About that time a ferry official, complete with uniform, badge and whistle, walked by and sternly told the urchins that they couldn’t throw the ball and run around like they were a bunch of drunk Methodists. Internally I cheered her on—hoping she might taze them into submission—but she didn’t and when she was out of sight the kids went back to bouncing around like Tigger on speed.Tigger_happy

So you know what I did? I took a breath and I decided to join the parents in their delight at their kids having fun on the ferry. I smiled and laughed—imagining them as my grandchildren and let that moment fill my heart with conviviality.

I almost missed that moment of restoration the Good Shepherd put in front of me brilliantly disguised as delinquent munchkins.

Instead of trying to control everything in frenetic activity, surrender to Him. Instead of contributing to the cacophony of noise in your world with your fidgeting soul—listen to Him.

He has something to say to you, “There is another way to do life. Do your best and trust me for the outcomes.”


About Joe Chambers

I am the beloved of the Most High God. I am an avid reader and writer and have been a continuous learner since my college studies in Ancient Literature and English. I live at the base of Mount Princeton in the Colorado Rockies with my wife of over three decades. I believe I have been put here to tell people that God is not mad at them and to show them the way Home. I am the father of three sons, three beautiful daughters-in-law and four grandchildren. I love to read, tell stories, and spend time in the wilderness.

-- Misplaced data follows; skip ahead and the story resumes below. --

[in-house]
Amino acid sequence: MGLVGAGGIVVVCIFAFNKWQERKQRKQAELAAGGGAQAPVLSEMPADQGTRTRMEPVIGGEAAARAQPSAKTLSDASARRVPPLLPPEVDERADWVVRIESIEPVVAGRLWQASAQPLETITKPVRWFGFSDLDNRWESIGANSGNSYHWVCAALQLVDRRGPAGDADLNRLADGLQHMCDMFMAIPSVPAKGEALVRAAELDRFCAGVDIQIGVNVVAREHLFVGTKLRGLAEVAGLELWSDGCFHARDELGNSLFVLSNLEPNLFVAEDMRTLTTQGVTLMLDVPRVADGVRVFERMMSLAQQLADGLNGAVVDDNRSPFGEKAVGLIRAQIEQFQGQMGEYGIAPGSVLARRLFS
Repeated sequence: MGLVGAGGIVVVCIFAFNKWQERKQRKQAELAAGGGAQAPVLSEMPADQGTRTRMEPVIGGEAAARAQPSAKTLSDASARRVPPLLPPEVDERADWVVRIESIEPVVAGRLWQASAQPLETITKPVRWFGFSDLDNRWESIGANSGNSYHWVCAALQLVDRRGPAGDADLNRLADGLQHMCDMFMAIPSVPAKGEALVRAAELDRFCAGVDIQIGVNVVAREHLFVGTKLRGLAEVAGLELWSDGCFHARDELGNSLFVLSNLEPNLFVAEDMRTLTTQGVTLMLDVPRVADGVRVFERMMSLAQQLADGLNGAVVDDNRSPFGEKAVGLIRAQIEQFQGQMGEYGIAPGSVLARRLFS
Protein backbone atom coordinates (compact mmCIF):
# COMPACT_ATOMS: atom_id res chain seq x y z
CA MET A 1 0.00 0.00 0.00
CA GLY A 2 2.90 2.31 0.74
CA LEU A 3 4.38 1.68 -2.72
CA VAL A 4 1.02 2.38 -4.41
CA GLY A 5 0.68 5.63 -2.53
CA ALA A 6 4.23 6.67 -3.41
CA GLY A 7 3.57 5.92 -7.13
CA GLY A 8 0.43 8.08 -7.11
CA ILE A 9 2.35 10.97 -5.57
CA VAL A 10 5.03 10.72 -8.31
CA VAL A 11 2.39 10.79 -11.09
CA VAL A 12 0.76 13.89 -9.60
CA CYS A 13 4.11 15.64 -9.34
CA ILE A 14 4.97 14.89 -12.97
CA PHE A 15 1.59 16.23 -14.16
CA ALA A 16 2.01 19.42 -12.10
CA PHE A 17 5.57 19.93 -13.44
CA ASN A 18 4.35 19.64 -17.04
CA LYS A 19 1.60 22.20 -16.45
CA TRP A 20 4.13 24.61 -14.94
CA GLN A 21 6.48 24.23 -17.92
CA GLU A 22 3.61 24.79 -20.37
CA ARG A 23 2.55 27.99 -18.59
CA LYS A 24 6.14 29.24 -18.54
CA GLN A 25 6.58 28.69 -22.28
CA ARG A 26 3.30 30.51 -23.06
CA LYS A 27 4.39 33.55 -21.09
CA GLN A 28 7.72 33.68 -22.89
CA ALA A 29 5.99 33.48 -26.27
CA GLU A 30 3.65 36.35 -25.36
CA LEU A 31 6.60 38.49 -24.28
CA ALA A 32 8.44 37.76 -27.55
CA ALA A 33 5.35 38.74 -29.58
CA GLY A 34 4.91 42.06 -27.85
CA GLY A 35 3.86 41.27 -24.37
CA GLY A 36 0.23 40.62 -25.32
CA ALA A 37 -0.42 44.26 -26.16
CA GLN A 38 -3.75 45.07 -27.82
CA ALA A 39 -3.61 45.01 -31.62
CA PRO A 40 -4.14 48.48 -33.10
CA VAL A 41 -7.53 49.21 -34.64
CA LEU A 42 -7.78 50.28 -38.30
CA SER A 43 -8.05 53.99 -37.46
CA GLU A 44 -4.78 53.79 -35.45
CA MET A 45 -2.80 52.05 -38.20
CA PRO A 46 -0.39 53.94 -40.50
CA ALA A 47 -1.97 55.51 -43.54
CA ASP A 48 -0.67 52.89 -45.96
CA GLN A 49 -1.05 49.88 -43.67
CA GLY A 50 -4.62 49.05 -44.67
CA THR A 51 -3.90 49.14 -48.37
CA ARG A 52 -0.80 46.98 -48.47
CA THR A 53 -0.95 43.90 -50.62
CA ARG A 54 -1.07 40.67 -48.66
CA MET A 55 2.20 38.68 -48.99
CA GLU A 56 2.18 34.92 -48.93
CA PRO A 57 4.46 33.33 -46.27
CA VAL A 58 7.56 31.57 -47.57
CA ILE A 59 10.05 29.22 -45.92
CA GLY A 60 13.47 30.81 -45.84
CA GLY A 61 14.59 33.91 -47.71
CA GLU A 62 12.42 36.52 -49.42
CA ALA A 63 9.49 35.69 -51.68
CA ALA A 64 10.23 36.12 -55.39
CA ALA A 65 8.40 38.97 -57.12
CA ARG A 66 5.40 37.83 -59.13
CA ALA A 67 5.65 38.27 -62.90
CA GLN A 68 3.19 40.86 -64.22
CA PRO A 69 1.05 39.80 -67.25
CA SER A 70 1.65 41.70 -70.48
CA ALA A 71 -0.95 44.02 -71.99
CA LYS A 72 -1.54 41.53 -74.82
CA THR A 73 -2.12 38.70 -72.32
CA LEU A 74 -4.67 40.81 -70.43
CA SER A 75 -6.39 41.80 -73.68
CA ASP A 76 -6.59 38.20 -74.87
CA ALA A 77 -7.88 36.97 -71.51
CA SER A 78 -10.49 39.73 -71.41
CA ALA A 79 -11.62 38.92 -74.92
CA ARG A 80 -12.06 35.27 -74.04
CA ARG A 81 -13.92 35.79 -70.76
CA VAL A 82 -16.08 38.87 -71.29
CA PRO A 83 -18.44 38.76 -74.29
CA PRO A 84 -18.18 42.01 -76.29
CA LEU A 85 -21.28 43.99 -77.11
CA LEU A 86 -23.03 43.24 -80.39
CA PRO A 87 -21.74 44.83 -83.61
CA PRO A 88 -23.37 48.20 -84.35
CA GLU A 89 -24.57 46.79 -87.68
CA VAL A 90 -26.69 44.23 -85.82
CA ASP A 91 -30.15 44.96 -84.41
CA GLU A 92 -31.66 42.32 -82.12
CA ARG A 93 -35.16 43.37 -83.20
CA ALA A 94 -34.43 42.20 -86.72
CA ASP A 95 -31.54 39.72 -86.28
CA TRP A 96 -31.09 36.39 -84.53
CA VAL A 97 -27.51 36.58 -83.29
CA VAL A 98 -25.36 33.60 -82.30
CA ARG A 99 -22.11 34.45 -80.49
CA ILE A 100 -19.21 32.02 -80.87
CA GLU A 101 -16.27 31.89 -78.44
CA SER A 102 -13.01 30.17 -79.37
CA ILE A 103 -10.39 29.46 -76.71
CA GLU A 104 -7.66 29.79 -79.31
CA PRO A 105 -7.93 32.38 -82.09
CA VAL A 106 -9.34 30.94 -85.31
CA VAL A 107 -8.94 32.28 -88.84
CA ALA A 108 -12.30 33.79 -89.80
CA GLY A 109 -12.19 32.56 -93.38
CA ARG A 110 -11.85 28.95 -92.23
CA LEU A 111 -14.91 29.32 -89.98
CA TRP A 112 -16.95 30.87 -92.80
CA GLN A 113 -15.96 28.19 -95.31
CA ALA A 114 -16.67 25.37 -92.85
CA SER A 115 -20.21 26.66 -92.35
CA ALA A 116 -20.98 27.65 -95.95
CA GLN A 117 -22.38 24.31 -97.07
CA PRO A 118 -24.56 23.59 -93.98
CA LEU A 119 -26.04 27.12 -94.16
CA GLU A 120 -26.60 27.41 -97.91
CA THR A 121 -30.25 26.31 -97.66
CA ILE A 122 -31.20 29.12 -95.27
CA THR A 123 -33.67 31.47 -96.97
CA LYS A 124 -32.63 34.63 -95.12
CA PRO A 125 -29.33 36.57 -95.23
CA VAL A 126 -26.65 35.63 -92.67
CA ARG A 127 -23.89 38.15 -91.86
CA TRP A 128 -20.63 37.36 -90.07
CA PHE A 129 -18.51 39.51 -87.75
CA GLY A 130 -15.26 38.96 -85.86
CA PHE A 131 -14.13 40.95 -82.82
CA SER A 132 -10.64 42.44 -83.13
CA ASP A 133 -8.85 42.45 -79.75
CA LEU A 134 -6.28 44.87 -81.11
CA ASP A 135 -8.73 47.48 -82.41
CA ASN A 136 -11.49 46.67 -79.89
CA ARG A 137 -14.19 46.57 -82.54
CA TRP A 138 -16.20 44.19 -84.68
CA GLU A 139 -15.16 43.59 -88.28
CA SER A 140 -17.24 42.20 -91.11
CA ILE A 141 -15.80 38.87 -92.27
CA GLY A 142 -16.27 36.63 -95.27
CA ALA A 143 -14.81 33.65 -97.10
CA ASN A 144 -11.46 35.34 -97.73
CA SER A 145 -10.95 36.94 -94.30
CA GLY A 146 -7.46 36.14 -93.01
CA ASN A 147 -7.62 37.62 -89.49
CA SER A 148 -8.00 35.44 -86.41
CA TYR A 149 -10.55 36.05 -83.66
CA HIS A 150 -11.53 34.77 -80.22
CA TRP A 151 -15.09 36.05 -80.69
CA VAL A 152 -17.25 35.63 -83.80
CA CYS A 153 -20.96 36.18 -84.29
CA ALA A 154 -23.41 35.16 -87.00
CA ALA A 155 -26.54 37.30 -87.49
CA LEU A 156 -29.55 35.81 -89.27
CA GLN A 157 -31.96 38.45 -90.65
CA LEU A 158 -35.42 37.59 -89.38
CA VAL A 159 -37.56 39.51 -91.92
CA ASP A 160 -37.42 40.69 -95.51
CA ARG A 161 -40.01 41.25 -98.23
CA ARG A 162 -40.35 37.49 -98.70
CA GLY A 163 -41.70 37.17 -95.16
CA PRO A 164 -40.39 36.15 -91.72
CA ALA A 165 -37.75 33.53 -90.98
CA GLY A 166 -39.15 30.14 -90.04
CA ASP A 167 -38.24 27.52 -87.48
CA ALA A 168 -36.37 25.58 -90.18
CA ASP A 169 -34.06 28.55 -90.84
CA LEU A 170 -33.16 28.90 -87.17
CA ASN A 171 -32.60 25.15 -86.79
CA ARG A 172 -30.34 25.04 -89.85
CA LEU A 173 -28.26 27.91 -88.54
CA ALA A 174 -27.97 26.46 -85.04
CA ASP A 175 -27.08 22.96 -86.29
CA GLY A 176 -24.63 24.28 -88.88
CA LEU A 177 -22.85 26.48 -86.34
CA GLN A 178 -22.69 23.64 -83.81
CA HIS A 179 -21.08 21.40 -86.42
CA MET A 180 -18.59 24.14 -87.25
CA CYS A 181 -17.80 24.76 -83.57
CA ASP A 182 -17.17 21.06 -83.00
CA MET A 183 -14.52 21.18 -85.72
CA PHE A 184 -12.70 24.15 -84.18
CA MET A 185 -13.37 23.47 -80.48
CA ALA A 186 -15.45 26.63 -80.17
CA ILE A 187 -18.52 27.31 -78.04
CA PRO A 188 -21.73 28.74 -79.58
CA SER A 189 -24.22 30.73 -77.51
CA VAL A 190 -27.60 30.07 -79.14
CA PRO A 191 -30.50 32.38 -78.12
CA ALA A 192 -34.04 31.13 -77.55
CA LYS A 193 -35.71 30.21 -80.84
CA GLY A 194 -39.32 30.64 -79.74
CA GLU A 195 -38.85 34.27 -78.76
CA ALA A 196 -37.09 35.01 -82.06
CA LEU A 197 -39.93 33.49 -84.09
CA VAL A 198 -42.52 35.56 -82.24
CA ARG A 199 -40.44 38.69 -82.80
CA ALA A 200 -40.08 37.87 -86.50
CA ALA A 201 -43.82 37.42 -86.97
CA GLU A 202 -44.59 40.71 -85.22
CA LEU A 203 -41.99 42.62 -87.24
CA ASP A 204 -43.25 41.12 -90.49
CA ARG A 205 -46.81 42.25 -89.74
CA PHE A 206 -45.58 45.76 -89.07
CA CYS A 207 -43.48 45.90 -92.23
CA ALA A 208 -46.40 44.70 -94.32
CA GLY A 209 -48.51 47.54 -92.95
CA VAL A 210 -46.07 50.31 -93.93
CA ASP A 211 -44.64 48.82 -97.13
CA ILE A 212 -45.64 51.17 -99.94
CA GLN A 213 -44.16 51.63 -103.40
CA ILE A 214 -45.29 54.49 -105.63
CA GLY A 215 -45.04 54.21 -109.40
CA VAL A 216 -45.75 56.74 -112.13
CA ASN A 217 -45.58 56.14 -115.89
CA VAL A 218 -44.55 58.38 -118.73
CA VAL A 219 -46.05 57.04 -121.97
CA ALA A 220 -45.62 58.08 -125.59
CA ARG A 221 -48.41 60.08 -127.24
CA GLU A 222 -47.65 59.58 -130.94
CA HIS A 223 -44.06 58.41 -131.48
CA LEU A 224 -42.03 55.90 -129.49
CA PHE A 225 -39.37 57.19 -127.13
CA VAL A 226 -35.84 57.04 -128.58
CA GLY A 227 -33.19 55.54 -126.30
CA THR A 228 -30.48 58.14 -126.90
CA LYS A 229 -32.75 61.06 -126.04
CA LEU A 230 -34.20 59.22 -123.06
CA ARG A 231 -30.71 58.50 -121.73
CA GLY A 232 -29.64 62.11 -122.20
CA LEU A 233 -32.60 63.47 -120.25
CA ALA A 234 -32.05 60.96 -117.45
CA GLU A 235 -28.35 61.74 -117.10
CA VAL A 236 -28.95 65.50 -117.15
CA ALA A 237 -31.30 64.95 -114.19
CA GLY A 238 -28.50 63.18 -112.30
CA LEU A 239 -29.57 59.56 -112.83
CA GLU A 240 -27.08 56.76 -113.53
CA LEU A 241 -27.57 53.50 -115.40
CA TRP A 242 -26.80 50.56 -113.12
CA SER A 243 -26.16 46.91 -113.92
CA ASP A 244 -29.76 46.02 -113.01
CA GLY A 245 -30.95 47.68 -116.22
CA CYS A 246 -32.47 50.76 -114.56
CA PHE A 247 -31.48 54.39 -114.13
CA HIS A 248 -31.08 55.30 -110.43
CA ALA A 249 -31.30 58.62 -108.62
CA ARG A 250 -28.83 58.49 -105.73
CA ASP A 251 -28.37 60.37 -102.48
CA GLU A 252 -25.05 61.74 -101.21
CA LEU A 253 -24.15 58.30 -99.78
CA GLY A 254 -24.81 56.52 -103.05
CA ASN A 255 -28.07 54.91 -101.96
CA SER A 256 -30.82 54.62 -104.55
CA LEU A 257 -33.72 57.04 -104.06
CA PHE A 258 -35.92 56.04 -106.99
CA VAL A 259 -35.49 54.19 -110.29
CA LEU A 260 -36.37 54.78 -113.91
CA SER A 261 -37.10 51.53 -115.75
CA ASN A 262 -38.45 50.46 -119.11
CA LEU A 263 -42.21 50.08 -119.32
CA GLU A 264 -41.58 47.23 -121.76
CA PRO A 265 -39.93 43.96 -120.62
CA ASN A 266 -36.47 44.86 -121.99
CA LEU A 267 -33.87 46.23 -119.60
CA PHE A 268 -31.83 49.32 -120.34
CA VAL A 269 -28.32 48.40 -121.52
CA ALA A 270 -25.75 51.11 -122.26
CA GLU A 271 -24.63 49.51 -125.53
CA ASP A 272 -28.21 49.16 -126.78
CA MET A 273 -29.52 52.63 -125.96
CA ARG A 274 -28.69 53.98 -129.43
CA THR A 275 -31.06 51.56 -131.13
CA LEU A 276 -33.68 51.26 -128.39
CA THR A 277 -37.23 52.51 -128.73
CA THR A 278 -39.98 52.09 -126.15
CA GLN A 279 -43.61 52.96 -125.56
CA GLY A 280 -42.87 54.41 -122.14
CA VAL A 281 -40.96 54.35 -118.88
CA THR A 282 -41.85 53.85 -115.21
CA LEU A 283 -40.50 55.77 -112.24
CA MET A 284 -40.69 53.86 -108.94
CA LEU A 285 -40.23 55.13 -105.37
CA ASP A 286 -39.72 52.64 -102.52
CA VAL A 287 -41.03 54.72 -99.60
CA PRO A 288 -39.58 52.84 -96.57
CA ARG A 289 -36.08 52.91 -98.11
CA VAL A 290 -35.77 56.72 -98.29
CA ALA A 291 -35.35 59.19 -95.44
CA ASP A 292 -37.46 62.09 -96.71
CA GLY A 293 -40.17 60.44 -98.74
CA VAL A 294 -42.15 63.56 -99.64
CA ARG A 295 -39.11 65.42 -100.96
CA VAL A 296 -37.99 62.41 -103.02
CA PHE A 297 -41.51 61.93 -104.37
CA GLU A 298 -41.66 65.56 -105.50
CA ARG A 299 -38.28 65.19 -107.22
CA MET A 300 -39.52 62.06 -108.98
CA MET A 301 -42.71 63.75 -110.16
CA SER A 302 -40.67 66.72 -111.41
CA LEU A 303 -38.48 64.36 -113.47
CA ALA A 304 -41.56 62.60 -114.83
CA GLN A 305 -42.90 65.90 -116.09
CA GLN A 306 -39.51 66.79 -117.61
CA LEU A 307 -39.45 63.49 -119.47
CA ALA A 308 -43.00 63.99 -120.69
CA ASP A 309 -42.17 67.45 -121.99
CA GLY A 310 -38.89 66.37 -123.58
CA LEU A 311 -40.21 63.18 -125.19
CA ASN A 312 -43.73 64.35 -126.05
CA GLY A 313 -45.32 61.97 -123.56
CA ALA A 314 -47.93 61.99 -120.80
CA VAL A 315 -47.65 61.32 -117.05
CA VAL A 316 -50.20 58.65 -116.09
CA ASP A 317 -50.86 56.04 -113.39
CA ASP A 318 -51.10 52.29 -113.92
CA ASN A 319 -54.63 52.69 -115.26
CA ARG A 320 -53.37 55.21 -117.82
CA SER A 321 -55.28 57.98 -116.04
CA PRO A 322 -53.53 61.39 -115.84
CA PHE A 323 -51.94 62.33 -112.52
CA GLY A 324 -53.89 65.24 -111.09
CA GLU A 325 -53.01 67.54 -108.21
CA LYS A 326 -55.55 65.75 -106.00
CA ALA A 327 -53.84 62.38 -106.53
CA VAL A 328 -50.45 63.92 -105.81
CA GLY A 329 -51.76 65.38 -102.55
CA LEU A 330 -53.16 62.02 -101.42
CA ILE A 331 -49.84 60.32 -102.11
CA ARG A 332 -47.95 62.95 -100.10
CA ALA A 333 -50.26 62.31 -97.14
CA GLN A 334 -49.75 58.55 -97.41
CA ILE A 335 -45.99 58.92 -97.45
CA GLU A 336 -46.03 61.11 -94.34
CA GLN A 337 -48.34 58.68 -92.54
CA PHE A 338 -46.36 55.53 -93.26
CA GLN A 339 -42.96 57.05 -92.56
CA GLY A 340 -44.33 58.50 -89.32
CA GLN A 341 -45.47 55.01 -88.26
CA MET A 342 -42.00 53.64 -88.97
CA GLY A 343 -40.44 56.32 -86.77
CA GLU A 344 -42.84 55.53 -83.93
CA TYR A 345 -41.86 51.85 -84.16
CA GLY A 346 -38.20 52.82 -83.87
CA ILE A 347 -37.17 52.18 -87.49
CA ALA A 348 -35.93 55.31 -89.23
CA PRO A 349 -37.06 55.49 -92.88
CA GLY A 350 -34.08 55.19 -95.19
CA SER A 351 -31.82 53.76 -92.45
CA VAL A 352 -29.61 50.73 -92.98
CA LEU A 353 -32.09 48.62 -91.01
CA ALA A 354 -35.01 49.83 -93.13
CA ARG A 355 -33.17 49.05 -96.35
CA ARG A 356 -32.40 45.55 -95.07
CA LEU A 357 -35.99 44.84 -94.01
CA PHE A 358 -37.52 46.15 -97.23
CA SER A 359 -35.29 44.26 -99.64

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2 Responses to Trust Your Shepherd

  1. Robbie Boyd says:

    Excellent article; you have an amazing way with words


  2. Eric says:

    I remember being the first one on that church council to say yes give him the time off. All pastors should get a month off every year. It gives us time to experience new stories and care for our souls and family. I’ll never forget all the awesome stories you came back with to share with us and getting to see your soul overflowing in joy.